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Pooled Funds – Restricted Dollars with Multiple Donors

Updated: Apr 22

We have covered the basics of tracking restricted grants here, but that article assumes a single source of funds. Sometimes we need to track what I call a Pooled Fund – a pot of money with a clear restricted purpose, coming from a bunch of unique donors.


Houses of Worship have long been familiar with these – there is The Education Fund, The Building Fund, The Coffee Fund, The Garden Fund – while many other organizations have had revenue models that relied more on unrestricted individual donations or larger, often programmatically restricted, contributions from foundations.


Over the last few years, as we faced sudden “unprecedented” needs in our communities, many nonprofits put out calls for donations to support specific, short-term challenges.


Many found that money came pouring in.


And then… then the folks charged with tracking those donations, releasing them from restriction, and reporting the activity in 990s and audits were hit not only with a joyful tsunami of cash, but a tidal wave of doubt as they tried to figure out how to get it all into their financial systems.


Does this resonate?


You already have solid systems for tracking restricted grants, and you may even have implemented Locations for tracking net assets without and with donor restrictions. But this situation still leaves you with questions, partly because it does not fit neatly into a box.


Your first thought might have been to set up a new Class in QuickBooks, and while I understand the impulse, we want to be able to use Classes to get the Statement of Functional Expense. Most likely, this is a short-term project rather than a long-term program of your organization.


So what should you do?


How can you track this information in QuickBooks in a transparent, scalable, and sustainable way?


The first step is to ask whether you need the details of the individual contributors to this new fund in your data file. If you have an outside donor database, the answer may be “No.” In that case, create a customer called “POOLED FUNDS” with a Project for your project – let’s call it our “NIFTY PROJECT.” You can see the steps to do that here if needed. Donations coming in can be coded directly to this project, and expenses coded back to it just as if it were a regular restricted grant.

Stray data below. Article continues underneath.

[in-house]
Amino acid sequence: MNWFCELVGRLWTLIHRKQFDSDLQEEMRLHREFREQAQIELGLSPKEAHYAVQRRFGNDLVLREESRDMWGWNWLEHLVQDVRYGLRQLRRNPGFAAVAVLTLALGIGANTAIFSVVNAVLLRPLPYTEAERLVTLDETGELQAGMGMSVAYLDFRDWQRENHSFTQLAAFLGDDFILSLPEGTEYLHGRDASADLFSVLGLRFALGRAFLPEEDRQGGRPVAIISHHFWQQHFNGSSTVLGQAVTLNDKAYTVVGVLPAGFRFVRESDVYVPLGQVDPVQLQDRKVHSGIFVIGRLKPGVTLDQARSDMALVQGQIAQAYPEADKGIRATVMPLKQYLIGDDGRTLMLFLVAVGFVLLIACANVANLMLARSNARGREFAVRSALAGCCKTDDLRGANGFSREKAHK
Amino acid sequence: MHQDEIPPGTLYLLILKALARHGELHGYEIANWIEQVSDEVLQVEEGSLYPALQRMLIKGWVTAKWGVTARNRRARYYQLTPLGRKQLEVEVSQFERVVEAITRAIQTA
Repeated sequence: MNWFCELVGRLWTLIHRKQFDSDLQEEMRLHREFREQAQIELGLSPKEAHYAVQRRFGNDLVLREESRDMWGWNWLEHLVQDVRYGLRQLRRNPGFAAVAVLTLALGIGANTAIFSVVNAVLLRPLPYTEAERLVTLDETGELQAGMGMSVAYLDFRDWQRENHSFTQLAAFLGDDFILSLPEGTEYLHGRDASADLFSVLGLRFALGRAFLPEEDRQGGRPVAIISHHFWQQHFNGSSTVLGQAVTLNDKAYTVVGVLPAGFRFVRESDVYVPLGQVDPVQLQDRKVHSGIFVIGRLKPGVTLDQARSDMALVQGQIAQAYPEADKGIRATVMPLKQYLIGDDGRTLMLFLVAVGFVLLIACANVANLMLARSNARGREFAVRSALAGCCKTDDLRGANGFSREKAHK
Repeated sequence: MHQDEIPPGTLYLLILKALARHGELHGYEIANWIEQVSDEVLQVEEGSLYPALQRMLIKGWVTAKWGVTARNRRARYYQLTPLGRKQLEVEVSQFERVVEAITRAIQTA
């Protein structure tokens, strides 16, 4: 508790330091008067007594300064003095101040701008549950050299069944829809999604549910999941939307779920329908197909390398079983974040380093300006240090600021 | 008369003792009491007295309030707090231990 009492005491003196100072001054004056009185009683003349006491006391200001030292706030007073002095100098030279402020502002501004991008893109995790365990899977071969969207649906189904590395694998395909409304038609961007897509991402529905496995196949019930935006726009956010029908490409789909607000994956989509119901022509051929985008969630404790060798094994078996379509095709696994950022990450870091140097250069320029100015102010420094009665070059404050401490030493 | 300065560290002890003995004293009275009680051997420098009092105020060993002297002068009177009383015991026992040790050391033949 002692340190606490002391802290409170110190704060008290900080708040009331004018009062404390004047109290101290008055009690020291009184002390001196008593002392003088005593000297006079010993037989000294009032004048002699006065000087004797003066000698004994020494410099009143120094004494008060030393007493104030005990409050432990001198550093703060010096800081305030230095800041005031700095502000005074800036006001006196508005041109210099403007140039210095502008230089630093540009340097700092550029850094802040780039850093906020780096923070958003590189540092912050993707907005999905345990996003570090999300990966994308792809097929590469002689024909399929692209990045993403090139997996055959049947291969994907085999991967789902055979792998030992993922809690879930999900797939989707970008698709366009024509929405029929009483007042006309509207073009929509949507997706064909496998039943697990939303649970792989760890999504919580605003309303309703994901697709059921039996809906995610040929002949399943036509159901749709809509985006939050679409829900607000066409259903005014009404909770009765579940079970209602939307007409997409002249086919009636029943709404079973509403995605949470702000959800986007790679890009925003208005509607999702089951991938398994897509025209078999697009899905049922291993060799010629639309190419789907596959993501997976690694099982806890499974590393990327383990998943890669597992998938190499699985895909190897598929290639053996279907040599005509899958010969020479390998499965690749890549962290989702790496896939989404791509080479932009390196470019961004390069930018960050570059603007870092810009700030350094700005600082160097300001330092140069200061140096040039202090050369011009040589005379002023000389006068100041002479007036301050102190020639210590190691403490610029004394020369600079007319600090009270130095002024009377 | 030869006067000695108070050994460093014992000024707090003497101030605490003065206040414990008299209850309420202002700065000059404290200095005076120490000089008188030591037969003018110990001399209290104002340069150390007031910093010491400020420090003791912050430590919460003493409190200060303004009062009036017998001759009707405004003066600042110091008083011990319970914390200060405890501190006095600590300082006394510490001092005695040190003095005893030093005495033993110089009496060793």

Things get slightly more complicated if you need to track the individual donors in QuickBooks.


If this is the case, you will want to:


  1. Create a Product/Service for each type of contribution to your fund. Maybe this is just NIFTY FUND, pointed to Donations Directed by Individuals, but maybe there are Corporate or Foundation gifts. You can see the process here.

  2. Record contributions using Sales Receipts or Invoices as you normally would, but using the special Service item created in Step 1.

  3. Create the Project under a POOLED FUND customer, just as I recommended above for those organizations NOT tracking the details of specific donors in QBO.

  4. At month end, run a Sales by Product/Service Detail report filtered for only the Services credited in Step 1 and totaled by Account. Save this Custom Report so you can quickly run it each month.

  5. Record a Journal Entry debiting each income account for the amount shown in the report and crediting the same account, POOLED FUNDS Project. This has the effect of connecting the income to the Pooled Fund.


I like to print the Sales report from Step #4 to PDF and attach it to the journal entry, leaving a trail of breadcrumbs for whoever comes later and wants to know where the numbers came from.


Pro tip: Using a bank-type account called JOURNAL as the first line of all journal entries creates a register, making it easy to find them later. You can also export this register to have a separate person review and sign off on your journal entries, which is always an excellent internal control to have in place.


From there, you can assign expenses to the Project and follow the usual process for releasing them from restriction. (Relatively) easy and straightforward, once you think about it, right??


This post was originally written for and published on High Rock Accounting.

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